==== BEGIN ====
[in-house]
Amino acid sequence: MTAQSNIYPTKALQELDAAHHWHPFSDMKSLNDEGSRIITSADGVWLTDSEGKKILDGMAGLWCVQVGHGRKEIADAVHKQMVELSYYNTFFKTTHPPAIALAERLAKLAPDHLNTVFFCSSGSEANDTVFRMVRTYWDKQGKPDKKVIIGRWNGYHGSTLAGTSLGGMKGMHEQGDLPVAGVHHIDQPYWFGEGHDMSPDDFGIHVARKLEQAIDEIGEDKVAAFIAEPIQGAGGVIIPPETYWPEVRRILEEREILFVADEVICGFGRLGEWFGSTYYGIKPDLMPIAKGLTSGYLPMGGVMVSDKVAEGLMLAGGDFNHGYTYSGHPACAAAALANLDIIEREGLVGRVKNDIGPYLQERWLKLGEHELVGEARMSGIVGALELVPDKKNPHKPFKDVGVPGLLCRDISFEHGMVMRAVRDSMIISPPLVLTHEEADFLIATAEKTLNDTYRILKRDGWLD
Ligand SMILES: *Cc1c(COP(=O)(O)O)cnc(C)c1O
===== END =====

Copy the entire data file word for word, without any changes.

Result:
[in-house]
Amino acid sequence: MTAQSNIYPTKALQELDAAHHWHPFSDMKSLNDEGSRIITSADGVWLTDSEGKKILDGMAGLWCVQVGHGRKEIADAVHKQMVELSYYNTFFKTTHPPAIALAERLAKLAPDHLNTVFFCSSGSEANDTVFRMVRTYWDKQGKPDKKVIIGRWNGYHGSTLAGTSLGGMKGMHEQGDLPVAGVHHIDQPYWFGEGHDMSPDDFGIHVARKLEQAIDEIGEDKVAAFIAEPIQGAGGVIIPPETYWPEVRRILEEREILFVADEVICGFGRLGEWFGSTYYGIKPDLMPIAKGLTSGYLPMGGVMVSDKVAEGLMLAGGDFNHGYTYSGHPACAAAALANLDIIEREGLVGRVKNDIGPYLQERWLKLGEHELVGEARMSGIVGALELVPDKKNPHKPFKDVGVPGLLCRDISFEHGMVMRAVRDSMIISPPLVLTHEEADFLIATAEKTLNDTYRILKRDGWLD
Ligand SMILES: *Cc1c(COP(=O)(O)O)cnc(C)c1O